Reaching out to Minnesota's military kids
Tanya Pederson welcomes her father, First Sergeant Greg Pederson of the Minnesota National Guard, home from Iraq. Tanya wrote an award-winning essay, "Welcome Home," that explains what it felt like to miss her father and the moments leading up to his long-awaited, joyful return. Minnesota 4-H has incorporated audio of Tanya reading her powerful essay into its "Speak Out for Military Kids" curriculum.
When they leave Iraq to return home in July, 2,600 Minnesota men and women will have taken part in the longest brigade-level deployment in the history of the National Guard.
Their prolonged absence has already taken a toll on their families.
During this 22-month deployment and beyond, Minnesota 4-H, through its partnership with Operation Military Kids, is helping to deliver recreation and social and educational programming to the children of military personnel across the state.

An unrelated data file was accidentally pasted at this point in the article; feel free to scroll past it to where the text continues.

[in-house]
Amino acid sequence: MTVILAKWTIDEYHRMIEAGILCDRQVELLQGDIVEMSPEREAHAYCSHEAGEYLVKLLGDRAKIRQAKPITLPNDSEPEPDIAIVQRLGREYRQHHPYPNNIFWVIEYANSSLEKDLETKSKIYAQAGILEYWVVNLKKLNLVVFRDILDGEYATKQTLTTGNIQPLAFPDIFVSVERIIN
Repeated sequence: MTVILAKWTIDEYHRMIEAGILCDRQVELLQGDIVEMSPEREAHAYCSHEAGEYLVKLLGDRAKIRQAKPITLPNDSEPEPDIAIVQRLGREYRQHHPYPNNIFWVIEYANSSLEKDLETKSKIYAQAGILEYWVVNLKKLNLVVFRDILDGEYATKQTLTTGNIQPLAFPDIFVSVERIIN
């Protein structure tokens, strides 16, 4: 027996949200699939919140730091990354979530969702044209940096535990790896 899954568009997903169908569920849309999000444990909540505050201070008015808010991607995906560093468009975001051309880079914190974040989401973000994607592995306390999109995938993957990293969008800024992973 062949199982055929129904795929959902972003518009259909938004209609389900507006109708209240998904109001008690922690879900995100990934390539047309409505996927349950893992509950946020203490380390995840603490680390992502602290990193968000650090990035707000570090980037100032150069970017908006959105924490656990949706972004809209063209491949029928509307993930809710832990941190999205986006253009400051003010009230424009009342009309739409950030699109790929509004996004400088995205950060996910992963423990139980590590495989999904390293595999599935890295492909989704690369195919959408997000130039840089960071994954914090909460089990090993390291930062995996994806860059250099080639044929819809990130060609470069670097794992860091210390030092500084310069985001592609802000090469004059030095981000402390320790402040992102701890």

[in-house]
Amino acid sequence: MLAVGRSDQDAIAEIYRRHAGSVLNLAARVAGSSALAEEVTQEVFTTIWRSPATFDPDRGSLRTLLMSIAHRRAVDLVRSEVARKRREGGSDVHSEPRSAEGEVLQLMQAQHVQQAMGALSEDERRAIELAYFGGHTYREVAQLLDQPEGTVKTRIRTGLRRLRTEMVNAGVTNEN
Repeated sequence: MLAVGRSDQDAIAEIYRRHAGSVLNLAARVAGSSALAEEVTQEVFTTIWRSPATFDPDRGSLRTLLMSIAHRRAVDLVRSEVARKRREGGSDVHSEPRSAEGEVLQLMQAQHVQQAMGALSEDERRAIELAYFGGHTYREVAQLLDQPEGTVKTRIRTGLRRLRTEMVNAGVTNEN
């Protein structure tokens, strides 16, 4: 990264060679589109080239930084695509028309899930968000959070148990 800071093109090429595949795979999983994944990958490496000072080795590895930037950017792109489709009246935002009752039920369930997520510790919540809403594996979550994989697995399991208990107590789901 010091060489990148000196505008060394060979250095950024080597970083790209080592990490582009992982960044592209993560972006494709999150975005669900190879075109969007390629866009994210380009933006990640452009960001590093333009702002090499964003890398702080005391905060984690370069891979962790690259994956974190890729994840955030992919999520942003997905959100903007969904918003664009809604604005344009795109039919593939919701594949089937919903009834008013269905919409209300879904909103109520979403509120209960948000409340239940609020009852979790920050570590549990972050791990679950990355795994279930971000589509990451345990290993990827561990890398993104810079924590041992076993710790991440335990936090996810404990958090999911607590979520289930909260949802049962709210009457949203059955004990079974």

One of 4-H's most popular offerings, Speak Out for Military Kids, provides kids ages 12–17 with an opportunity to create and present skits, lectures or videos about what it's like to have a parent or other family member deployed overseas. Events have taken place in Duluth, Mankato and Minneapolis. The two-day retreat also gives kids a chance to ask questions of a panel of military personnel who have been deployed in the past.
"Our intent is to help build awareness in the community about what these kids are experiencing," said Amber Runke, Extension Operation Military Kids program specialist. "There's a huge need right now to show support for our families here in Minnesota."